Lawmakers take aim at ‘Grinches’ using bots during holidays

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MIAMI – SEPTEMBER 28: Melissa Brunschwig shops for toys at the Toys”R”Us store on September 28, 2010 in Miami, Florida. Toys”R”Us announced today it will hire about 45,000 employees to help with the holiday season, a larger number than in previous holiday seasons. (Photo by Joe Raedle/Getty Images)

WASHINGTON (The Hill) — A group of congressional Democrats rolled out legislation Monday to stop “Grinches” from stealing Christmas by using bots to corner the market on popular toys and other products during the holiday season. 

The Stopping Grinch Bots Act would take steps to stop the use of bot technology to buy up major shares of popular toys, which groups or individuals using the bots then resell to consumers for higher prices. Further, the bots are able to get around security measures to buy toys from online markets, making it even harder for parents and children to access these products. 

The bill would build on previous legislation that protected online ticket sales from bots, which was signed into law in 2016. Sen. Richard Blumenthal (D-Conn.) is among the Democratic sponsors pushing for the new measure. 

“This bill seeks to stop Cyber Grinch greed from ruining kids’ holidays,” Blumenthal said in a statement Monday. “New tools are needed to block cyber scammers who snap up supplies of popular toys and resell them at astronomic prices. Price gouging hot toys by Grinch bots should have zero tolerance.”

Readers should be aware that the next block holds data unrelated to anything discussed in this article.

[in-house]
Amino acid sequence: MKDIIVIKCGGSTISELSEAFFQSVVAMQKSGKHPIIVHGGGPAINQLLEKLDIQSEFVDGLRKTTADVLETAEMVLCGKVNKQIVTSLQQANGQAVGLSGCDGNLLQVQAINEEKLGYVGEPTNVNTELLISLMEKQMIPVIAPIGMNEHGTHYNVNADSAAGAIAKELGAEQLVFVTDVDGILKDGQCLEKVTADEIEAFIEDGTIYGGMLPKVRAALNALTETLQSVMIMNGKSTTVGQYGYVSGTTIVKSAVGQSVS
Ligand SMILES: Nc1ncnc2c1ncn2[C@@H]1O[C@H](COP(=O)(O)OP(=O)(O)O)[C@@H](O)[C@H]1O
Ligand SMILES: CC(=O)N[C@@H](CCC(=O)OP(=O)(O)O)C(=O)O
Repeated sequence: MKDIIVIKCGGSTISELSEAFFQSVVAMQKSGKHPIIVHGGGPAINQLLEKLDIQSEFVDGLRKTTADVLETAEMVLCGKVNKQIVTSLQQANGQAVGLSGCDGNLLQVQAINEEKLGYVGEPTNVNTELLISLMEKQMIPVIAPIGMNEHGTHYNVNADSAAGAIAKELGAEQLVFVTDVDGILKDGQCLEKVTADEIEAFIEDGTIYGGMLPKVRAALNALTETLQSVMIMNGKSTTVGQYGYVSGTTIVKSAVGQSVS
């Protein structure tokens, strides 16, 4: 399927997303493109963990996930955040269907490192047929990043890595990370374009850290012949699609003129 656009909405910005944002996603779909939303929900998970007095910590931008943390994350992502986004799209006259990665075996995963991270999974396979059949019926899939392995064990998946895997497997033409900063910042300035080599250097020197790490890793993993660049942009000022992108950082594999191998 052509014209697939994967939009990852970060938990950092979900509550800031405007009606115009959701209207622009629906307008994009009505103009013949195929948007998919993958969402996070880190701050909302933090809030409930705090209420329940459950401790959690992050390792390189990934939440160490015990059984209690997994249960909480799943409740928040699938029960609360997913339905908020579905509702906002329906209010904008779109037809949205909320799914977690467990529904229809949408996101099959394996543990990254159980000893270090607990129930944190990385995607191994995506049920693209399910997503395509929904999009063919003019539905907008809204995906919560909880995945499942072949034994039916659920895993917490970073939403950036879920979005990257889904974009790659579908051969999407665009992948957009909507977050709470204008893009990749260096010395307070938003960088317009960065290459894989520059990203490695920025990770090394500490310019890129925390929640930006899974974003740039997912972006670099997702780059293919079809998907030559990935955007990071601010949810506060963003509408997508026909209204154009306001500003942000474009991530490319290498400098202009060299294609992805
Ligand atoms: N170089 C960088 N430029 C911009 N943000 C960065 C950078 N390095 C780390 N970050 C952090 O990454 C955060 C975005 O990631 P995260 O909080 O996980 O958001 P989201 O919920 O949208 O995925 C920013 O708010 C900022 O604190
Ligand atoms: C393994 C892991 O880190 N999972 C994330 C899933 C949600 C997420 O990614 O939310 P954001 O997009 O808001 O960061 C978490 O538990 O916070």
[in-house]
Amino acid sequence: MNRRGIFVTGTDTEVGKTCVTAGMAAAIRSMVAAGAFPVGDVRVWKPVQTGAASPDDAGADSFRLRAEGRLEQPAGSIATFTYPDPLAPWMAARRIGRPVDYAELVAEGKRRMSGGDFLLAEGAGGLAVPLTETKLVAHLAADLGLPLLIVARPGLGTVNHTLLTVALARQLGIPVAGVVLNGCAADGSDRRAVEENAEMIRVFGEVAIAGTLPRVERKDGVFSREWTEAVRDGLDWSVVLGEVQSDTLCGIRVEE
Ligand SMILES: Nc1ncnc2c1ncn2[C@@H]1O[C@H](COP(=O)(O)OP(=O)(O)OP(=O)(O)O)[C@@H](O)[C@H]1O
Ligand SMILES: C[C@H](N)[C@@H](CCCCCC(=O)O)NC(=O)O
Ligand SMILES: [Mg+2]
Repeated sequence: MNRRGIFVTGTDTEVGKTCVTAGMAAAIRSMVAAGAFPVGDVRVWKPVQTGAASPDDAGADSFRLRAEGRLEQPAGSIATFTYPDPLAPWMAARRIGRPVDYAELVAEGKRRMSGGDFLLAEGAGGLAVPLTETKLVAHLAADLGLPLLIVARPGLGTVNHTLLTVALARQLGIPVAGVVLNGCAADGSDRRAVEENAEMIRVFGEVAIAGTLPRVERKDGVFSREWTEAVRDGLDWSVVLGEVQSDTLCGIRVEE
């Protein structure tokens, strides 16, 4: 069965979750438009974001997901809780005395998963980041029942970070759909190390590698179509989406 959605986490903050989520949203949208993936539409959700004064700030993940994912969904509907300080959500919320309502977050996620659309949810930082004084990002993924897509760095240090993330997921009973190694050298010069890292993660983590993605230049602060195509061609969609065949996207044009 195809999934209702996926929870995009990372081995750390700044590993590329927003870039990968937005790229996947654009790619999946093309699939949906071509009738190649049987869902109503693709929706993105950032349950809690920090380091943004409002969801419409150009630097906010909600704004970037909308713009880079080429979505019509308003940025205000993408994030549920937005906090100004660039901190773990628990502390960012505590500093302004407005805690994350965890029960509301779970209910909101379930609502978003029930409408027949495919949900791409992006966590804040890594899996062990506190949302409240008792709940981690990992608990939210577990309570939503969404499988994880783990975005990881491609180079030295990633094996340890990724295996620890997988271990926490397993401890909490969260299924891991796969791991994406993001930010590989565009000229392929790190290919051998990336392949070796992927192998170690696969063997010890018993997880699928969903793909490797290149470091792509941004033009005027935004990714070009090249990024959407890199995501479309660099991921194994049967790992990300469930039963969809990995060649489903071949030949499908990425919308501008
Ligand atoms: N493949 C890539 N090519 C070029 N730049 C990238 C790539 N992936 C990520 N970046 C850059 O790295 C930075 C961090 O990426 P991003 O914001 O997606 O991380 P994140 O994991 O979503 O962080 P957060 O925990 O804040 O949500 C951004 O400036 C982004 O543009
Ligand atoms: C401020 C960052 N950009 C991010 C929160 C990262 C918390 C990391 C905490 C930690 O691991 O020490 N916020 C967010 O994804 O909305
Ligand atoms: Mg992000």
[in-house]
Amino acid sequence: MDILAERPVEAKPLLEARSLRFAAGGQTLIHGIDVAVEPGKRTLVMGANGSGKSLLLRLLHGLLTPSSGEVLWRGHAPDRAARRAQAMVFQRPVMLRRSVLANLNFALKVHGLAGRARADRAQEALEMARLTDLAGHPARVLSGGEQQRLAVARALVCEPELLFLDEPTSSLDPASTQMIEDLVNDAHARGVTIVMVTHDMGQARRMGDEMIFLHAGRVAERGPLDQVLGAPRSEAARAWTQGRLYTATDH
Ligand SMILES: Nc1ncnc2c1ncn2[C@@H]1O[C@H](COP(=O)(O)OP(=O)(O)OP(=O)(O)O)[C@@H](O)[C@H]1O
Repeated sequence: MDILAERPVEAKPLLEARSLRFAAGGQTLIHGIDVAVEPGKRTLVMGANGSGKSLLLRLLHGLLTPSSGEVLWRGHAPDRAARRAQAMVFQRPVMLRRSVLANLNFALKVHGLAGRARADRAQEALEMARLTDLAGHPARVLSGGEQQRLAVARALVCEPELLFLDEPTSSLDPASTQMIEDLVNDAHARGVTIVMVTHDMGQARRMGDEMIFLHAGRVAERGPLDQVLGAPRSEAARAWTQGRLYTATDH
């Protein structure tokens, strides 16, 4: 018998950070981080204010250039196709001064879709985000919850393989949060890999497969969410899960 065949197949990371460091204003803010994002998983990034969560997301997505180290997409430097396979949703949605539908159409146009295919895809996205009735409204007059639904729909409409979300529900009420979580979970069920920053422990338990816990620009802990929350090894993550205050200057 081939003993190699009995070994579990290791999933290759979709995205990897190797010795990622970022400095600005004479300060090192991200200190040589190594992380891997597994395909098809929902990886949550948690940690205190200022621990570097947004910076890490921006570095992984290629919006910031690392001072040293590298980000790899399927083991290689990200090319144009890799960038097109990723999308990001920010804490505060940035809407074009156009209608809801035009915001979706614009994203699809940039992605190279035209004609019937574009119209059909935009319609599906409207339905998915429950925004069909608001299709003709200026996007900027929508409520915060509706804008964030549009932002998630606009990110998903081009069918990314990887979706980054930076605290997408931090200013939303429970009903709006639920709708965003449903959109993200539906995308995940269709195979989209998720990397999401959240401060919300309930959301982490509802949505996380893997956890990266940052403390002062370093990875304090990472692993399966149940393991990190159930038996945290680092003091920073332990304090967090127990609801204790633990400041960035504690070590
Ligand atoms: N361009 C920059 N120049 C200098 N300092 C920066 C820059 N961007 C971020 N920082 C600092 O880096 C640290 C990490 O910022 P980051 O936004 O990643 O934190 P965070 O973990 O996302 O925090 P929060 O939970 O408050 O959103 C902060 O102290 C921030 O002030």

Senate Majority Leader Charles Schumer (D-N.Y.), Sen. Ben Ray Luján (D-N.M.) and Rep. Paul Tonko (D-N.Y.) are also sponsoring the legislation. 

The bill is being introduced in the midst of the holiday season, which typically sees the number of online scams increase, particularly since the COVID-19 pandemic has forced shoppers to increasingly move online.  

“The average holiday shopper is unable to compete with the light speed of the all-too-common Grinch bot and are then held at ransom by scalpers and third-party resellers when trying to buy holiday presents,” Schumer said in a separate statement. “After a particularly trying year, no parent or American should have to fork over hundreds — or even thousands — of dollars to buy Christmas and holiday gifts for their children and loved ones.”

Luján stressed that the “rush of the holiday season” gave an opening to malicious actors looking to make money online. 

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